A woman riding a bike was pulled over and cited by a Portland Police officer Monday afternoon. It happened on Southwest 2nd Avenue as she rode north just after crossing SW Washington. Her offense? She was not riding in the bike lane.
Believe it or not, Oregon has a law that requires bicycle users to use a bike lane whenever one is available. ORS 814.420 states, “a person commits the offense of failure to use a bicycle lane or path if the person operates a bicycle on any portion of a roadway that is not a bicycle lane or bicycle path when a bicycle lane or bicycle path is adjacent to or near the roadway.”
It’s a type of law — known as a “mandatory sidepath rule” — many states have moved away from. The national nonprofit League of American Bicyclists vehemently opposes laws like this and has fought against them at the federal level. They’ve also specifically called-out this law in Oregon as a reason for notching us down several rungs in national bike-friendly state rankings.
A big problem with mandatory sidepath laws is that they leave enforcement open to discretion of police officers — some of whom are unsympathetic to bicycle riders, don’t fully understand bike-related law and don’t have any bicycling experience themselves. It’s also just a waste of resources to pull someone over for operating their bicycle in a general purpose lane in downtown Portland where speeds and volumes are relatively low and bicycle riders travel at the same speed as other road users (and of course there are rampant, illegal, dangerous, yet harder-to-see-because-it’s-so-normalized-and-ubiquitous, behaviors by car and truck drivers).
The woman ticketed Monday said SW 2nd Avenue has been her regular commute route home for the past eight years. She usually avoids the bike lanes because they are “a death trap.” “That entire stretch is hazard after hazard,” she shared with me this week. “I wish the police would refocus their efforts to ticketing the 5-10 cars parked in the bike lanes I come across on my 1.5 mile commute.”
Adding to the frustration around this incident, it happened in a location where the bike lane is arguably less safe than other lanes (another reason this is a bad law).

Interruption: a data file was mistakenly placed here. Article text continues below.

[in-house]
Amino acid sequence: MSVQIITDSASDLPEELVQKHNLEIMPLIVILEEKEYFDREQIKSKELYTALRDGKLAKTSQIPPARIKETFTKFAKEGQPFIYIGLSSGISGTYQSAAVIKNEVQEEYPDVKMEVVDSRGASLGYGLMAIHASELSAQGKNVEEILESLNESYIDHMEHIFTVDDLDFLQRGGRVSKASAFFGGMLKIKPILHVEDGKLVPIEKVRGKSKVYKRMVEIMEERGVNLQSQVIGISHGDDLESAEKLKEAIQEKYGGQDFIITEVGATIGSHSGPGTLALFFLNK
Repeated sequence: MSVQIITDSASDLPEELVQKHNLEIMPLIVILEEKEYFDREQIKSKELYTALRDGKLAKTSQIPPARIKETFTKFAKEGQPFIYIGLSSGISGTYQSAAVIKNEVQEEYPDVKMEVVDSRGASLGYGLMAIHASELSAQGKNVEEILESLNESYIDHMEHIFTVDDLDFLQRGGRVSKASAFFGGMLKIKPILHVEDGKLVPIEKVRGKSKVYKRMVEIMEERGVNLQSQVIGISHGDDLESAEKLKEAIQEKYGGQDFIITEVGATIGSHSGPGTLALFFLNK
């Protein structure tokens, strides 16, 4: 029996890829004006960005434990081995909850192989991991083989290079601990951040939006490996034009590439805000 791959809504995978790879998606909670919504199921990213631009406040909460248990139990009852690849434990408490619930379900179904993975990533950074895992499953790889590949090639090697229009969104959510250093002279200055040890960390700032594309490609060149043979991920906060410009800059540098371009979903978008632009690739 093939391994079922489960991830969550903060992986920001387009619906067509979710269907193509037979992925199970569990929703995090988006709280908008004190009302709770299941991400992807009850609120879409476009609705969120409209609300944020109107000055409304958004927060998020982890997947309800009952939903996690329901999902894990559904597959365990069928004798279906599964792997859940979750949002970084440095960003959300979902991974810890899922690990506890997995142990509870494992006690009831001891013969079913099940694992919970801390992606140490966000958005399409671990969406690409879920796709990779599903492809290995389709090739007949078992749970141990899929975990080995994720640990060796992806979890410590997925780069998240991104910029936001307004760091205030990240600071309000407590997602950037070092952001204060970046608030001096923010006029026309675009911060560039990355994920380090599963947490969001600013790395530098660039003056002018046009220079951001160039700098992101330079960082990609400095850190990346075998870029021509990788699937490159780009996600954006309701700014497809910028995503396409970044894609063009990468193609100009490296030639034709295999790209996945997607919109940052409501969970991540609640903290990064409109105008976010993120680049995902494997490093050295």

Bike riders will often opt out of using bike lanes because they are so often full of debris, potholes, or inherent engineering hazards that make bike lanes less safe than other lanes. The 2nd Avenue bike lane specifically is also known to be full of puddles and leaves this time of year. This matters because ORS 814.420 includes an exception that says a person is not required to use the bike lane if they are, “Avoiding debris or other hazardous conditions.”
Back in July, BikePortland reader crazytraffic99 posted a video to YouTube that clearly captured one of these hazardous conditions:
While tickets for not using the bike lane are “very rare” and “not useful” according to Portland bike lawyer Mark Ginsberg, who specializes in helping people with these type of infractions, unfortunately they are still being written.
In this case, the woman who received the ticket reports that the officer who pulled her over didn’t talk much during the stop. She said he seemed like, “just a typical cyclist hating driver.” When asked to describe more about their conversation, she said the officer stated that he first noticed her while she rode eastbound on SW Alder, in the left lane outside of the new bike/bus lane. She did this because she was turning left at SW 2nd (a clearly legal thing to do according to ORS 814.420). Here’s more from her account of their conversation:
“He wasn’t happy I was riding down Alder on the left side (since I was turning left on 2nd and not crossing the Morrison Bridge). So after I turned onto 2nd and moved to the outside of the left lane to eventually turn right onto the Burnside Bridge, he turned on his lights and pulled me over at 2nd and Washington. He stated that there was a bike lane on 2nd and I was required to be in it, because motorists weren’t expecting me to be in their lane.”
The bicycle rider says she plans to contest the ticket when her day in court comes up in December 2023. “I will fight it,” she said, “If I don’t die in the next 13 months.”